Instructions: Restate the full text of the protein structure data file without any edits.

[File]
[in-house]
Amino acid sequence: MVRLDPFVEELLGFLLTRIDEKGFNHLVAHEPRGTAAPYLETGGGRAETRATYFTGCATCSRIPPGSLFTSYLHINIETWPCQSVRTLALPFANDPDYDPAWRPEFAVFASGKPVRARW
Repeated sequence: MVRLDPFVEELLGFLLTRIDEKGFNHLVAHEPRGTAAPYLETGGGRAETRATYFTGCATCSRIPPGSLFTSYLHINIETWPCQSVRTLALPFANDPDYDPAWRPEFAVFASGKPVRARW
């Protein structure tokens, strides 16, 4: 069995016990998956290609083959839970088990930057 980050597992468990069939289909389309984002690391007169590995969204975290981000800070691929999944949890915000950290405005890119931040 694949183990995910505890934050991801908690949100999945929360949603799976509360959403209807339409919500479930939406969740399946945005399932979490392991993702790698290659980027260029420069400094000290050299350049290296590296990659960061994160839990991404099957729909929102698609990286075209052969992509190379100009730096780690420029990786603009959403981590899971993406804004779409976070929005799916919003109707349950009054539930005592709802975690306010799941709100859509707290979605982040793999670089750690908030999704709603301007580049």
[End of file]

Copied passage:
[in-house]
Amino acid sequence: MVRLDPFVEELLGFLLTRIDEKGFNHLVAHEPRGTAAPYLETGGGRAETRATYFTGCATCSRIPPGSLFTSYLHINIETWPCQSVRTLALPFANDPDYDPAWRPEFAVFASGKPVRARW
Repeated sequence: MVRLDPFVEELLGFLLTRIDEKGFNHLVAHEPRGTAAPYLETGGGRAETRATYFTGCATCSRIPPGSLFTSYLHINIETWPCQSVRTLALPFANDPDYDPAWRPEFAVFASGKPVRARW
């Protein structure tokens, strides 16, 4: 069995016990998956290609083959839970088990930057 980050597992468990069939289909389309984002690391007169590995969204975290981000800070691929999944949890915000950290405005890119931040 694949183990995910505890934050991801908690949100999945929360949603799976509360959403209807339409919500479930939406969740399946945005399932979490392991993702790698290659980027260029420069400094000290050299350049290296590296990659960061994160839990991404099957729909929102698609990286075209052969992509190379100009730096780690420029990786603009959403981590899971993406804004779409976070929005799916919003109707349950009054539930005592709802975690306010799941709100859509707290979605982040793999670089750690908030999704709603301007580049």